This post: An AMX scale model posted by Jeff Teague; photos of a Chrysler Turbine Car prepared for the ’60s movie, “The Lively Set;” and a photo of what appears to be a full-size fiberglass model of the AMX/2. According to Mark Olson who uploaded the Turbine Car photos, Chrysler loaned one of the prototype Turbine Cars to Universal for the movie, and George Stecher, a Chrysler mechanic, drove the car in the movie. These photos were found on The VRL.
AMX Scale Model
Jeff Teague (Teague Design International,Inc.) is an American automotive designer and the son of the renowned Industrial Designer, Richard A. Teague. His father was known for designing many American Motors Corporation (AMC) cars such as the Gremlin, AMX, and Pacer. I met Dick Teague once at his home, but I cannot recall the circumstances.
Chrysler Turbine Movie Car
A Chrysler Turbine Car, painted white with blue racing stripes, was featured in the 1964 film “The Lively Set.” The car, loaned to the producers by Chrysler, was one of the test ‘mules’, and was returned to Chrysler after production. It was among the cars scrapped.
Paintings by John Krsteski
John Krsteski is Design Manager for Hyundai. There is a short interview with john by Petrolicious that is worth reading. An excerpt: “Originally from Detroit, Michigan, Mr. John Krsteski attended the College for Creative Studies, although he now teaches at Art Center College of Design in addition to his full-time job as a design manager at Hyundai Design North America. In contrast to many automotive artists, John doesn’t try to reproduce a photographed moment-in-time. He takes his subjects out of their natural environment and places them in a graphic composition that gives his art an explosive, fluid quality to it. And while he loves creating auto art, he says that he still enjoys design too much to choose one over the other.”
Love John’s artwork…any for sale?
Jeff Teagues mid engine AMX is certainly prettier in my opinion than the C-8 Corvette, purposeful with out looking like a cartoon. Clearly inherited some excellent styling genes… Thinking dad would be quite proud.
Could be that a lot of designers might very well share that view.—Gary
Hmmmm. The history that I wrote for Hemmings “Special-Interest Autos” magazine published in 1980 featured all of this about the movie and the Chrysler Turbine racing car. I even included photos from the movie and behind-the scenes shots not seen even here. All included the article.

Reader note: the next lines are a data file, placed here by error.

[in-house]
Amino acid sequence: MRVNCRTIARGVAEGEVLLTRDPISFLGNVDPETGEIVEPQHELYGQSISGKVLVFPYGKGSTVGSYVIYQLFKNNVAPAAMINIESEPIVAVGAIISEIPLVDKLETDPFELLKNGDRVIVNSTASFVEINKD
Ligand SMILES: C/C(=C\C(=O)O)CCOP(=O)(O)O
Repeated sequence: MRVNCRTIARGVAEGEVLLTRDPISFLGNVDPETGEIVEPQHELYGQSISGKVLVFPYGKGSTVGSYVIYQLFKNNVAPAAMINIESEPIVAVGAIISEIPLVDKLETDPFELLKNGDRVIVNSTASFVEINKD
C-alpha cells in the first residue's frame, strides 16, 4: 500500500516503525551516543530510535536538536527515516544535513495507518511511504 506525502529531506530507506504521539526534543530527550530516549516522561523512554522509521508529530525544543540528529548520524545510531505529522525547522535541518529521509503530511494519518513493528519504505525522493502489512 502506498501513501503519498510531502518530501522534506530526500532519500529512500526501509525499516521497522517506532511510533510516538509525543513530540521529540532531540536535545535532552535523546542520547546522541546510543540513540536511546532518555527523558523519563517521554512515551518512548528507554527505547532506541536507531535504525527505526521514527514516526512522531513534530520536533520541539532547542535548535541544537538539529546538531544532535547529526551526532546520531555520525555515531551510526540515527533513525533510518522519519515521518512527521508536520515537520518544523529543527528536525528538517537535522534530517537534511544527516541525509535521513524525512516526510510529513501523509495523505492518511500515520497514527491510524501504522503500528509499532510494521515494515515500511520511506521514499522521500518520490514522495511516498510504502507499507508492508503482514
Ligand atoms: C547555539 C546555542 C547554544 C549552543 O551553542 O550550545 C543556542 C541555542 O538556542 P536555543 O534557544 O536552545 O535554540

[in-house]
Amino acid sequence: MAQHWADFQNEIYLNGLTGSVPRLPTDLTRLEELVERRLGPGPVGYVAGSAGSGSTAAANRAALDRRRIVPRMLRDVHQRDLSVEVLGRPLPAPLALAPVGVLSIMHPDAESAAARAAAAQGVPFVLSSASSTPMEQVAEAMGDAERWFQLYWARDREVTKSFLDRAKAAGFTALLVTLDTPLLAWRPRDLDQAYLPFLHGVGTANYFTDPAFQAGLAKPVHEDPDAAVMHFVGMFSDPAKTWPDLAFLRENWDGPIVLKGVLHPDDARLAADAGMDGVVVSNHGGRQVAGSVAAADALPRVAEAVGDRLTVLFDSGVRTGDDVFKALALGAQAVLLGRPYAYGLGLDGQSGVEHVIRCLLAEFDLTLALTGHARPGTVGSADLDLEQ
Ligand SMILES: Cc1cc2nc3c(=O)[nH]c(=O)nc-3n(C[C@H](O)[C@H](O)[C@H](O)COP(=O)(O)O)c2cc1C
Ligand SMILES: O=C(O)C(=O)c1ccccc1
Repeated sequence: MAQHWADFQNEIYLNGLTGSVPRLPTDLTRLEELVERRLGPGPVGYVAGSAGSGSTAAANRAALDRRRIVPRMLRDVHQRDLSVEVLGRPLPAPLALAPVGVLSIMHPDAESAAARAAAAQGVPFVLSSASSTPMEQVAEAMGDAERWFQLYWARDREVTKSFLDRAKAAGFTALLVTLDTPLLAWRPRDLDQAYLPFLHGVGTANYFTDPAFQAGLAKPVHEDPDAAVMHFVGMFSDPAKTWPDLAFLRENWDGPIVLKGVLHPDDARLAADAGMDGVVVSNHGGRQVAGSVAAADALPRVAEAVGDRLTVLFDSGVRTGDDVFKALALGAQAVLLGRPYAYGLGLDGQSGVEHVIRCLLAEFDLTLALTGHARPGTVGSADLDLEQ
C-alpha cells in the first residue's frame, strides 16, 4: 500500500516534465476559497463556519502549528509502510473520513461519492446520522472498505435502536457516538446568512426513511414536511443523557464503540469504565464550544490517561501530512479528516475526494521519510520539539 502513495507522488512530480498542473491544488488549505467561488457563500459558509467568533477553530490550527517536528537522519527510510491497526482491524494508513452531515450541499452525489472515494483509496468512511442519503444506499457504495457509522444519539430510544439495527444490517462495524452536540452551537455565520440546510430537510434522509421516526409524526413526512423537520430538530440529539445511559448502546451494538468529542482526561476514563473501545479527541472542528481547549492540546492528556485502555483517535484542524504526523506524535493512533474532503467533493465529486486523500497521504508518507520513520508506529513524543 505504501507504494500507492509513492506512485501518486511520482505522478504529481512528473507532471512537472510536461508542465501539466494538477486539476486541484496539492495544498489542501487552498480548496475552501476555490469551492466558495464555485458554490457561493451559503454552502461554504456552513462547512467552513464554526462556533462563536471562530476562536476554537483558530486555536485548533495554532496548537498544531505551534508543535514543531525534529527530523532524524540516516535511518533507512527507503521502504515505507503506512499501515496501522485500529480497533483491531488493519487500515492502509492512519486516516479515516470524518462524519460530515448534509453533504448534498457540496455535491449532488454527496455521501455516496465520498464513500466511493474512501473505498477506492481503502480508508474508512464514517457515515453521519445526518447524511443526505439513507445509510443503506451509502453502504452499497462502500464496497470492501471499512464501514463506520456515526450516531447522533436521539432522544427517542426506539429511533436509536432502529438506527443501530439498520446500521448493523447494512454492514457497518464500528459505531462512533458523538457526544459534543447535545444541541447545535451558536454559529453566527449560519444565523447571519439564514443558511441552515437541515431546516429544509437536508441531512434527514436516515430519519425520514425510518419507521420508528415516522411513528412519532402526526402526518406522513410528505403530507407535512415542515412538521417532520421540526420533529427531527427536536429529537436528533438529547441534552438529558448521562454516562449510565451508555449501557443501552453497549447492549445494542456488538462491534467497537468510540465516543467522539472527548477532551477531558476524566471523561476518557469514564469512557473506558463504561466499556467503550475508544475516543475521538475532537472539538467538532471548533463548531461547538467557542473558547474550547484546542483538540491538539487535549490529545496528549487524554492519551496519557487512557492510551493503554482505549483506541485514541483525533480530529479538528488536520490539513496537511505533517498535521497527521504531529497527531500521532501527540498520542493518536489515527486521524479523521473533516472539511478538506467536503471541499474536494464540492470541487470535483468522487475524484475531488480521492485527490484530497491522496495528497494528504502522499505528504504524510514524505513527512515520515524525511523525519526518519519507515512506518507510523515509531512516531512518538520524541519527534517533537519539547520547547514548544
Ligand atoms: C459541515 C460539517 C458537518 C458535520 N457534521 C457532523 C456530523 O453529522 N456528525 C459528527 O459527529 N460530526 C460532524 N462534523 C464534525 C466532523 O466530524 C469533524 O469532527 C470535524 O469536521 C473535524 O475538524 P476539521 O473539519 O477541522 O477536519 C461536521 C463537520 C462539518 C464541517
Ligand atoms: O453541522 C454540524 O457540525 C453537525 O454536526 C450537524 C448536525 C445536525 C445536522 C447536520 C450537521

Almost no car people knew or remembered about “The Lively Set” movie back when my article was published. But I made certain they knew about it and the racing Chrysler Turbine. I guess many have forgotten.
And yes, I interviewed George Huebner, George Stecher (still have his business card) AND Mickey Thompson about the driving scenes in this movie. I can even tell you what the huge scratch was on the curb on the movie set (one of my photos)– and how it got there. Yes, I saved my notes.
To this day I still have 8 x 10 glossies that I got from the movie studio and movie press kits back in the 1970s. I also have a photo of George Huebner and the movie’s producer under the raised hood on the racing turbine raised and looking at the engine.
So I hope all this has not been lost in the sands of time and that photos and info on the racing car are not too startling. There were others and I have them.
As for the right-hand rear quarter view of the AMX/2… I have always felt that the Nissan 300 ZX of the mid-1990s was a kind of homage to this very slick design. Look at the Nissan with its horizontal slotted tail lights from this point of view… in a similar color about 20 feet away. Had one for a while and I loved both the look and the automobile.
I have always liked this car (I even have a 1/18 scale model of one, a brochure for one and a couple of b/w glossies. For my own use I have researched all the Chrysler Corp turbine cars as they really interested me.
I have often wished that even it the car in its turbine form could have been refitted witth a conventional motor. But I guess the bean counters would have killed that idea!
I think this AMX 2 was a proposal by Bob Nixon.